The beginning of the path is probably the hardest part since it includes some very big and steep rocks that you can’t really pass without using both your hands and feet. Soon after you’ve passed that part of the trail, you’ll come at a crossroads – to your right is the short trail that takes you to the Svolvaergeita, and the path left will take you to Fløya.
Svolvaergeita is also known as ‘The Goat’ – it’s a rock pinnacle that’s a very popular climbing spot in Lofoten Islands. The climb is only about 50 meters, and it’s suitable even for beginners since there are plenty of handholds and footholds along the way.
But it’s still recommended that you have at least some prior climbing experience, and it would be best to go with a guide – if only because they will provide you with all the climbing equipment, so you don’t have to carry around a harness just for the short climb.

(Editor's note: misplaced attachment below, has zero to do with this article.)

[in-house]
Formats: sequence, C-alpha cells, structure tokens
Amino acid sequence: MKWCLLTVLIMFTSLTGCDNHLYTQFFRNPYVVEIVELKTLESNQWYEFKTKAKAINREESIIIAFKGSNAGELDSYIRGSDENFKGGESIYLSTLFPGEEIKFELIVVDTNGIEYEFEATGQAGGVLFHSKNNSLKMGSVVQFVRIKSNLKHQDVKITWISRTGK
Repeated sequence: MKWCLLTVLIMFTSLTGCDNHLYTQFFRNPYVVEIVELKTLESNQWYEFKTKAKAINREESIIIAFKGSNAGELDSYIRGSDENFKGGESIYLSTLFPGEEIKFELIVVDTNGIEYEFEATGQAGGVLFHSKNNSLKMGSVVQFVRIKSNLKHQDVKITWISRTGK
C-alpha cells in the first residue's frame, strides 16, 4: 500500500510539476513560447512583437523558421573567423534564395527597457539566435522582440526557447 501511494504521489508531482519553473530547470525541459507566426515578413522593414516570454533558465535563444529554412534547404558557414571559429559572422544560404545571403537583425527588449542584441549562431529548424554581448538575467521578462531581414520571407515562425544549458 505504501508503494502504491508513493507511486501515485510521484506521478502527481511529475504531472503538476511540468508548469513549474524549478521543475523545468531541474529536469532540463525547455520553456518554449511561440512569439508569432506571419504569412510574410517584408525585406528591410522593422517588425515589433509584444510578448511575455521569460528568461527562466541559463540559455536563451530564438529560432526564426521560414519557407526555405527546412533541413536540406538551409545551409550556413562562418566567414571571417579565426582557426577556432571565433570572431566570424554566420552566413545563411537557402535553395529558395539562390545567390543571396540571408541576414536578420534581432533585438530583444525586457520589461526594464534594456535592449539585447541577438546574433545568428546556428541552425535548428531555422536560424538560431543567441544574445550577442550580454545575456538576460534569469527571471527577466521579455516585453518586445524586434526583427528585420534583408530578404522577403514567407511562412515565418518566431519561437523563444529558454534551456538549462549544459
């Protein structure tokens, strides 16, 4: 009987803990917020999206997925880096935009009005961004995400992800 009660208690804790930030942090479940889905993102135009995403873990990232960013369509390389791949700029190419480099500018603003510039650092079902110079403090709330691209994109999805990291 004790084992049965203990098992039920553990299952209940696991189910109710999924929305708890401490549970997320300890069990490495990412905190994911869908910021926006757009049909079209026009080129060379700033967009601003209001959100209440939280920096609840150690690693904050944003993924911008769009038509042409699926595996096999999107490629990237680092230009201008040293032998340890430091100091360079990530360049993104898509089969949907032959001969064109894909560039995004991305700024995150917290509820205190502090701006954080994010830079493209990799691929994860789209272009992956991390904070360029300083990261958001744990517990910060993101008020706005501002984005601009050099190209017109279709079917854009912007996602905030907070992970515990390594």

When you’ve repelled down the rock head back to the trail fork and continue to hike up to Fløya. At one point the trail nearly levels out, before it becomes pretty steep again and takes you to the amazing peak. You can even see the rocky horns of The Goat from here, as well as the entire town of Svolvaer.
The Besseggen Ridge is again one of Norway’s most popular and is located in the heart of the Jotunheimen National Park.
If you are not familiar with the best hikes in Norway then you might not have heard of the Jotunheimen National Park but it is extremely popular. It offers some stunning drives, including the highest road in Northern Europe as well as unforgettable hikes. Of which the Besseggen Ridge is one.
This hike traverses a small ridge between two beautiful lakes – the deep blue Bessvatnet and the turquoise Gjende lake. It rises to only 250m above sea level, however, it is still not to be underestimated rising a falling a total of 1200m.